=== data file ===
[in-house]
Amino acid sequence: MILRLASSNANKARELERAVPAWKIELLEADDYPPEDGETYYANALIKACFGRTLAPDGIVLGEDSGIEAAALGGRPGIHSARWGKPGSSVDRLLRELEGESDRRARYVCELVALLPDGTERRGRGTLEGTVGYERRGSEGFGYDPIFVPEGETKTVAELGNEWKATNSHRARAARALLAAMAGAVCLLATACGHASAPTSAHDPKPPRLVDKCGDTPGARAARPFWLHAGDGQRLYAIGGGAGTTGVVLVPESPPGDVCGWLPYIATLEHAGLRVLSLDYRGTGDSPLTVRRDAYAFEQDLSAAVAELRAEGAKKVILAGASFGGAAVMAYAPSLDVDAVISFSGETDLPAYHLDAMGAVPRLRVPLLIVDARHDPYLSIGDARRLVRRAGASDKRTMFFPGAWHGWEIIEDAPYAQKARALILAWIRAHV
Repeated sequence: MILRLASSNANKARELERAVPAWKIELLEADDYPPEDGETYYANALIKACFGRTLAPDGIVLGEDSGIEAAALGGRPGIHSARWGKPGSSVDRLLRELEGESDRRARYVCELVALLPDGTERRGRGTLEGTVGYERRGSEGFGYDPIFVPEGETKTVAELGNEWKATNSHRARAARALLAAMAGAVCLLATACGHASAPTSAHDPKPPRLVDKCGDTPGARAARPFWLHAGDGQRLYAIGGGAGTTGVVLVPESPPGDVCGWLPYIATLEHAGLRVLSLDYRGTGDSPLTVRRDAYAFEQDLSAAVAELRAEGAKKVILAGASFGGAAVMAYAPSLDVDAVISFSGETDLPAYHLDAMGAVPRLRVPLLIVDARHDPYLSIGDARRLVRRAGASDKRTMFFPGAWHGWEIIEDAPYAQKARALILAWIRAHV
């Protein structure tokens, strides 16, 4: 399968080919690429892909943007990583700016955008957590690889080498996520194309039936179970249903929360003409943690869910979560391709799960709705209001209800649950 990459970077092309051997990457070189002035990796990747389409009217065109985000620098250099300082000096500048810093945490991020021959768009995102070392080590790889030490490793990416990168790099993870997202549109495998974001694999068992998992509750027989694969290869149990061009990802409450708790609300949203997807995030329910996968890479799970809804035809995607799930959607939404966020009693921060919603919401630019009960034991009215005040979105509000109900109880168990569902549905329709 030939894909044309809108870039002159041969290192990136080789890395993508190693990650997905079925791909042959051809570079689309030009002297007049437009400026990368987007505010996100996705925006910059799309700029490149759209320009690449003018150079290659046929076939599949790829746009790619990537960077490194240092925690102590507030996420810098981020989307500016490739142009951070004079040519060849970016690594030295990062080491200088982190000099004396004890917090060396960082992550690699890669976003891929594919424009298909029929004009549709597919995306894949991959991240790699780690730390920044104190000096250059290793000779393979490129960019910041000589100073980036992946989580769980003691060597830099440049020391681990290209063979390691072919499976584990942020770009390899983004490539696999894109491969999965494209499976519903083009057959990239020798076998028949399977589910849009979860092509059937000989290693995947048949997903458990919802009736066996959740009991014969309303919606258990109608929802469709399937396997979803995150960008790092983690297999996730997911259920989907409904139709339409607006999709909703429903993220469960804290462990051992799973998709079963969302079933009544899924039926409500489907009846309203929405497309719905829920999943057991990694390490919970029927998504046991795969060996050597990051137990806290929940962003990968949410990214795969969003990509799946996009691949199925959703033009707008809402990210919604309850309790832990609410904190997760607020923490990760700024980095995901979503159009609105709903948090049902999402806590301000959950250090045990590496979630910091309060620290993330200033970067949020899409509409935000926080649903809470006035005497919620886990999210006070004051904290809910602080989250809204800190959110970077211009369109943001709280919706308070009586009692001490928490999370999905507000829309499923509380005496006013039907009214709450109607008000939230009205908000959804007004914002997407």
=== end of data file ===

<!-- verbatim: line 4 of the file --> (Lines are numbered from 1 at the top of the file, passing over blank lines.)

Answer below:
């Protein structure tokens, strides 16, 4: 399968080919690429892909943007990583700016955008957590690889080498996520194309039936179970249903929360003409943690869910979560391709799960709705209001209800649950 990459970077092309051997990457070189002035990796990747389409009217065109985000620098250099300082000096500048810093945490991020021959768009995102070392080590790889030490490793990416990168790099993870997202549109495998974001694999068992998992509750027989694969290869149990061009990802409450708790609300949203997807995030329910996968890479799970809804035809995607799930959607939404966020009693921060919603919401630019009960034991009215005040979105509000109900109880168990569902549905329709 030939894909044309809108870039002159041969290192990136080789890395993508190693990650997905079925791909042959051809570079689309030009002297007049437009400026990368987007505010996100996705925006910059799309700029490149759209320009690449003018150079290659046929076939599949790829746009790619990537960077490194240092925690102590507030996420810098981020989307500016490739142009951070004079040519060849970016690594030295990062080491200088982190000099004396004890917090060396960082992550690699890669976003891929594919424009298909029929004009549709597919995306894949991959991240790699780690730390920044104190000096250059290793000779393979490129960019910041000589100073980036992946989580769980003691060597830099440049020391681990290209063979390691072919499976584990942020770009390899983004490539696999894109491969999965494209499976519903083009057959990239020798076998028949399977589910849009979860092509059937000989290693995947048949997903458990919802009736066996959740009991014969309303919606258990109608929802469709399937396997979803995150960008790092983690297999996730997911259920989907409904139709339409607006999709909703429903993220469960804290462990051992799973998709079963969302079933009544899924039926409500489907009846309203929405497309719905829920999943057991990694390490919970029927998504046991795969060996050597990051137990806290929940962003990968949410990214795969969003990509799946996009691949199925959703033009707008809402990210919604309850309790832990609410904190997760607020923490990760700024980095995901979503159009609105709903948090049902999402806590301000959950250090045990590496979630910091309060620290993330200033970067949020899409509409935000926080649903809470006035005497919620886990999210006070004051904290809910602080989250809204800190959110970077211009369109943001709280919706308070009586009692001490928490999370999905507000829309499923509380005496006013039907009214709450109607008000939230009205908000959804007004914002997407």